Committees in Minnesota’s House and Senate on Tuesday overwhelmingly passed matching bills that lift a four-year-old state law banning new coal-fired power plants of 50 MW or more. If the bills become law, they could also allow utilities in that state to import power from coal plants outside the state.
Sponsored by Rep. Mike Beard (R-Shakopee), the measure to repeal a portion of the state’s Next Generation Energy Act regarding carbon dioxide emissions (HF72) would immediately allow utilities to buy power from Great River Energy’s $350 million Spiritwood Station near Jamestown, N.D. That power plant—North Dakota’s first coal-fired plant in nearly 25 years—is expected to go online in January 2012.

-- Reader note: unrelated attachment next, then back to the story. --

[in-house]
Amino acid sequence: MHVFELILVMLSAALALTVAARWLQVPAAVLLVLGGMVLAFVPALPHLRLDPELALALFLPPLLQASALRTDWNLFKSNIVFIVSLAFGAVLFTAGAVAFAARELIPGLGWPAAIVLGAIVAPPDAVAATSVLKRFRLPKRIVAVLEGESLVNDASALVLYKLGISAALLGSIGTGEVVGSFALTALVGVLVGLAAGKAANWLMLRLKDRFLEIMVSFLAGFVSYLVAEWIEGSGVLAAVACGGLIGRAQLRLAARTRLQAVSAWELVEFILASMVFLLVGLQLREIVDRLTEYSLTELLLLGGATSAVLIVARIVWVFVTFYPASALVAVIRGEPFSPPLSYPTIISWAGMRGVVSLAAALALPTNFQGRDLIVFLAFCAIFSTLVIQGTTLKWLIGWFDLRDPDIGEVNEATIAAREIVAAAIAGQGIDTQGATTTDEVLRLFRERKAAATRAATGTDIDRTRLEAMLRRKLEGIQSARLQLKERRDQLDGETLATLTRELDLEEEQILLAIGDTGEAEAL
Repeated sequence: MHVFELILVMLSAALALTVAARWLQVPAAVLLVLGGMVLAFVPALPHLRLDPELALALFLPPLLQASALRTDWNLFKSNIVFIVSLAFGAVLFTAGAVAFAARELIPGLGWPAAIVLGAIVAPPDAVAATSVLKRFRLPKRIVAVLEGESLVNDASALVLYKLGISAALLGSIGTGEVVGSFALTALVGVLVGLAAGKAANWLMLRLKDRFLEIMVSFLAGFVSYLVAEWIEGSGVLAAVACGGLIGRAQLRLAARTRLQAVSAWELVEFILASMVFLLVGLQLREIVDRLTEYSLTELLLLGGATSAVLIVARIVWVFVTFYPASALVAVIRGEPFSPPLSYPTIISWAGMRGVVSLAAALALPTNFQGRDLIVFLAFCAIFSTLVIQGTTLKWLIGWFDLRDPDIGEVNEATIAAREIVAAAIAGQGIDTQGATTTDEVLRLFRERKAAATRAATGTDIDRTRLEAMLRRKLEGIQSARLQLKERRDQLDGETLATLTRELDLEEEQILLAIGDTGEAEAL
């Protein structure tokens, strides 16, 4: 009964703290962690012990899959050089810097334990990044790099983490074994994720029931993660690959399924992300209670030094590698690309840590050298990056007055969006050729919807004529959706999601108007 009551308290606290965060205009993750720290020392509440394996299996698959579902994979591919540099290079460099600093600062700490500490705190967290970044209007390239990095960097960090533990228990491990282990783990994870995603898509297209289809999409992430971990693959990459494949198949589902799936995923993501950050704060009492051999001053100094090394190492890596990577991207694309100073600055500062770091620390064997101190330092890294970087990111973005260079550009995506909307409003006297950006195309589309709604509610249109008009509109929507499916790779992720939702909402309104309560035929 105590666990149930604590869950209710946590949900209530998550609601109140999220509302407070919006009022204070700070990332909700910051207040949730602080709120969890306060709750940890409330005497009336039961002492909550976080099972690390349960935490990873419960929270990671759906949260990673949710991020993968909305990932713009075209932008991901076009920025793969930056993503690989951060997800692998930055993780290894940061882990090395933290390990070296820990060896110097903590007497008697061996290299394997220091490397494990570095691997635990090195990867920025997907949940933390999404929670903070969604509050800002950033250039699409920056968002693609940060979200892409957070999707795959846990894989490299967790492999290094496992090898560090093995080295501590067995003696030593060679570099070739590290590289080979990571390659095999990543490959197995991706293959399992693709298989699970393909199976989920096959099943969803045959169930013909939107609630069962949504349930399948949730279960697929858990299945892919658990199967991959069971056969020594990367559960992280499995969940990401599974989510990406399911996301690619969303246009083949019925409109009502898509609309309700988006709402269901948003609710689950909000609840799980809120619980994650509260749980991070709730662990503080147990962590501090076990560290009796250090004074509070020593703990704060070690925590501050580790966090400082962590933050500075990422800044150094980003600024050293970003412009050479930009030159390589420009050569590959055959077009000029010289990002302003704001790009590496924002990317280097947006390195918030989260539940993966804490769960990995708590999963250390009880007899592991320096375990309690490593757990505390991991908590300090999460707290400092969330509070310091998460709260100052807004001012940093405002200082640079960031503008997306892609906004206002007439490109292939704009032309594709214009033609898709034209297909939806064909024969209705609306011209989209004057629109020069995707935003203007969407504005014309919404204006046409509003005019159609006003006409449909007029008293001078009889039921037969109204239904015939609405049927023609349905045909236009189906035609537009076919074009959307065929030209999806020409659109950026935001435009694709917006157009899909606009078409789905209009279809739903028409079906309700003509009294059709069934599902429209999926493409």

On Tuesday, the House Environment, Energy and Natural Resources Policy and Finance Committee passed the bill 15-6, followed by a 9-3 Senate Energy, Utilities and Telecommunications Committee vote. The companion bill, SF86, was sponsored by Sen. Julie Rosen (R-Fairmont).
Minnesota’s Next Generation Energy Act of 2007 requires new coal-fired power plants to curb carbon dioxide emissions. One reason the repeal measure is gaining steam in the Minnesota legislature is because North Dakota plans to challenge the law. North Dakota’s Attorney General Wayne Stenehjem has said that the law violates the U.S. Constitution’s commerce clause, which prohibits interference of states in other states’ commerce. The North Dakota Legislature has set aside some $500,000 to pay for legal services, about $100,000 of which has already been spent for legal research to challenge the law, reported The Grand Forks Herald.
The two bills will likely pass in the full House and Senate this spring, the newspaper reports.
Sources: POWERnews, Minnesota Public Information Services, The Grand Forks Herald